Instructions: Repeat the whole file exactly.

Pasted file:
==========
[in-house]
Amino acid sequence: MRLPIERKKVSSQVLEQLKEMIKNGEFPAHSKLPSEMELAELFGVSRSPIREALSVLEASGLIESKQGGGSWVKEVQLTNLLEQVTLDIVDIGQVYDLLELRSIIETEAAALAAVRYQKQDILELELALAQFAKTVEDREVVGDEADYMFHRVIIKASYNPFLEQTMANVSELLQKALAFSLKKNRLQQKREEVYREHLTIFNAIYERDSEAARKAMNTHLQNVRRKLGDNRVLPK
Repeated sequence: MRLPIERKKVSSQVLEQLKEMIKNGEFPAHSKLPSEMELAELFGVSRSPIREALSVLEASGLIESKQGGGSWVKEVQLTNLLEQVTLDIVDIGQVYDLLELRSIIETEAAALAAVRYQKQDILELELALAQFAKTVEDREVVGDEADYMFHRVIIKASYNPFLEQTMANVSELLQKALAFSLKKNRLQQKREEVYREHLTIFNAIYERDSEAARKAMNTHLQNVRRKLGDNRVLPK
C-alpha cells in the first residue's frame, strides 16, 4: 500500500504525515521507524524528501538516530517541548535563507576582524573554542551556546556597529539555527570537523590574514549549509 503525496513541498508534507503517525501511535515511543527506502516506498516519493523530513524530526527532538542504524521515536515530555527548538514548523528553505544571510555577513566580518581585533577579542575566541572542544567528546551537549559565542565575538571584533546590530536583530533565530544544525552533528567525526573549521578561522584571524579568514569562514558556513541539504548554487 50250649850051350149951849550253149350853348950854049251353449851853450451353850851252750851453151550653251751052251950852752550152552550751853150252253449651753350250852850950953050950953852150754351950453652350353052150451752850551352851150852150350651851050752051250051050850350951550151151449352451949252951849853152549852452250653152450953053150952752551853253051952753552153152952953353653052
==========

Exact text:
[in-house]
Amino acid sequence: MRLPIERKKVSSQVLEQLKEMIKNGEFPAHSKLPSEMELAELFGVSRSPIREALSVLEASGLIESKQGGGSWVKEVQLTNLLEQVTLDIVDIGQVYDLLELRSIIETEAAALAAVRYQKQDILELELALAQFAKTVEDREVVGDEADYMFHRVIIKASYNPFLEQTMANVSELLQKALAFSLKKNRLQQKREEVYREHLTIFNAIYERDSEAARKAMNTHLQNVRRKLGDNRVLPK
Repeated sequence: MRLPIERKKVSSQVLEQLKEMIKNGEFPAHSKLPSEMELAELFGVSRSPIREALSVLEASGLIESKQGGGSWVKEVQLTNLLEQVTLDIVDIGQVYDLLELRSIIETEAAALAAVRYQKQDILELELALAQFAKTVEDREVVGDEADYMFHRVIIKASYNPFLEQTMANVSELLQKALAFSLKKNRLQQKREEVYREHLTIFNAIYERDSEAARKAMNTHLQNVRRKLGDNRVLPK
C-alpha cells in the first residue's frame, strides 16, 4: 500500500504525515521507524524528501538516530517541548535563507576582524573554542551556546556597529539555527570537523590574514549549509 503525496513541498508534507503517525501511535515511543527506502516506498516519493523530513524530526527532538542504524521515536515530555527548538514548523528553505544571510555577513566580518581585533577579542575566541572542544567528546551537549559565542565575538571584533546590530536583530533565530544544525552533528567525526573549521578561522584571524579568514569562514558556513541539504548554487 50250649850051350149951849550253149350853348950854049251353449851853450451353850851252750851453151550653251751052251950852752550152552550751853150252253449651753350250852850950953050950953852150754351950453652350353052150451752850551352851150852150350651851050752051250051050850350951550151151449352451949252951849853152549852452250653152450953053150952752551853253051952753552153152952953353653052